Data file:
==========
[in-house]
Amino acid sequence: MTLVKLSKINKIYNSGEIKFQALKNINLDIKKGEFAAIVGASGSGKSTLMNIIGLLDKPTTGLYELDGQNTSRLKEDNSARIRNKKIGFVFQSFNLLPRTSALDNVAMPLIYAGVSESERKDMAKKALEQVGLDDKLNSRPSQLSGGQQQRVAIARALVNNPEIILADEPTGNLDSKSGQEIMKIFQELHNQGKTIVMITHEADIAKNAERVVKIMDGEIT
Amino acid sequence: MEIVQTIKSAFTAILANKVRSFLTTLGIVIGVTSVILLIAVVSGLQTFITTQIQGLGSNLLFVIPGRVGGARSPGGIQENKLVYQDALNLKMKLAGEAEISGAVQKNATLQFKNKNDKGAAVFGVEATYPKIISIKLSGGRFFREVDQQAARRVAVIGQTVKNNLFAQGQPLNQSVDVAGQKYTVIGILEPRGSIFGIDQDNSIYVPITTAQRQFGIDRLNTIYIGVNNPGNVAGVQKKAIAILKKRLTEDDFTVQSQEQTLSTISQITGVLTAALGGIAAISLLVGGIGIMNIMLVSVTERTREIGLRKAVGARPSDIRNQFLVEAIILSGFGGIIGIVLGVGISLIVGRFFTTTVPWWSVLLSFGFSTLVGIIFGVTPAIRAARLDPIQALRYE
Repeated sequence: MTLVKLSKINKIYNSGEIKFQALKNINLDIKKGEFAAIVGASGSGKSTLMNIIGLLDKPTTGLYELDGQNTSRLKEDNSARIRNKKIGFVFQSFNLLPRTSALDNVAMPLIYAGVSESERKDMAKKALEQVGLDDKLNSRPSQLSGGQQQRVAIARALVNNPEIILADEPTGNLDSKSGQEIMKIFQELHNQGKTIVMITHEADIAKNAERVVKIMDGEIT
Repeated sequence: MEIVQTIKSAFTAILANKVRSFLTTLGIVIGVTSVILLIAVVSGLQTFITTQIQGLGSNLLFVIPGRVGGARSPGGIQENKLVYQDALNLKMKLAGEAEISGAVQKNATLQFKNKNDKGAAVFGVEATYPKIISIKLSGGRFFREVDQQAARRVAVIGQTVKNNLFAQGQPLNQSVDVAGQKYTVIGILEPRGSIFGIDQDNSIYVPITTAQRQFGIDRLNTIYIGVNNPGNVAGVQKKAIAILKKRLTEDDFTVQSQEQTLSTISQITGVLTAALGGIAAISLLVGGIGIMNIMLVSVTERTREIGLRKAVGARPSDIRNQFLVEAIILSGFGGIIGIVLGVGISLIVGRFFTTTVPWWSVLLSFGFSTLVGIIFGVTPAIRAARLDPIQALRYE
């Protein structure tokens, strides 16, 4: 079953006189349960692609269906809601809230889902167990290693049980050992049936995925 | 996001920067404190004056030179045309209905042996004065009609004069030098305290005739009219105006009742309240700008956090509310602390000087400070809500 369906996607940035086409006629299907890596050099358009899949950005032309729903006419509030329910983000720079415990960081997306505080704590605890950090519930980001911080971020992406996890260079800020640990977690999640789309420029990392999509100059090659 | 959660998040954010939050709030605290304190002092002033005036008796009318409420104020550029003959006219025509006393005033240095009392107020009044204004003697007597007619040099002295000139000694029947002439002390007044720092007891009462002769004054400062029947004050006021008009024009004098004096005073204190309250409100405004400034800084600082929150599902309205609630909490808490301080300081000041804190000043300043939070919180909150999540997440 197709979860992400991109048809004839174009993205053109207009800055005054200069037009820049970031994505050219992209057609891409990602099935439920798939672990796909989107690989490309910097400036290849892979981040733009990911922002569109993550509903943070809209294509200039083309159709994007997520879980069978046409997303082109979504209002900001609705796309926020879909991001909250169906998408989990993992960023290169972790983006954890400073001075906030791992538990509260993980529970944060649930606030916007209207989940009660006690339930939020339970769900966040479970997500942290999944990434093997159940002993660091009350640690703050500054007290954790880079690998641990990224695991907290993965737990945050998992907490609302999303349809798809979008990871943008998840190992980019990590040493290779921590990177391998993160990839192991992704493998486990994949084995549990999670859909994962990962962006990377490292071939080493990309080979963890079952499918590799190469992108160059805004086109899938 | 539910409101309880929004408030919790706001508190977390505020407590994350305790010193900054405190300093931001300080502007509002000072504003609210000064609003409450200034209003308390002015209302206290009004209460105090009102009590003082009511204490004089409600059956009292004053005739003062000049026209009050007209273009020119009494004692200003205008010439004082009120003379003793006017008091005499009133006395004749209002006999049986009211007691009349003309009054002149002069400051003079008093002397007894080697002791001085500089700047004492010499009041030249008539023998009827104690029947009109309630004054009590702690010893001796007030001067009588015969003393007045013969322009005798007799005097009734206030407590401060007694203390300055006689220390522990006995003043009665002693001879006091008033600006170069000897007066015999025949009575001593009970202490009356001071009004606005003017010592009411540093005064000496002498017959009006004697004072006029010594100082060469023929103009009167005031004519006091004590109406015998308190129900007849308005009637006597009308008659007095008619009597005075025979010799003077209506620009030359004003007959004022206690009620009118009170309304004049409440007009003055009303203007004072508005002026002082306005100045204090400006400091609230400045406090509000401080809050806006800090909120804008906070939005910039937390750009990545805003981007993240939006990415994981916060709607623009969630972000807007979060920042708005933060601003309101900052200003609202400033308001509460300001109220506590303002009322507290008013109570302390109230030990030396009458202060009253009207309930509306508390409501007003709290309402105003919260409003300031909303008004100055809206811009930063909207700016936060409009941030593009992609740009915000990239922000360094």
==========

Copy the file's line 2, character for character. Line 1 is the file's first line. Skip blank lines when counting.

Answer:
Amino acid sequence: MTLVKLSKINKIYNSGEIKFQALKNINLDIKKGEFAAIVGASGSGKSTLMNIIGLLDKPTTGLYELDGQNTSRLKEDNSARIRNKKIGFVFQSFNLLPRTSALDNVAMPLIYAGVSESERKDMAKKALEQVGLDDKLNSRPSQLSGGQQQRVAIARALVNNPEIILADEPTGNLDSKSGQEIMKIFQELHNQGKTIVMITHEADIAKNAERVVKIMDGEIT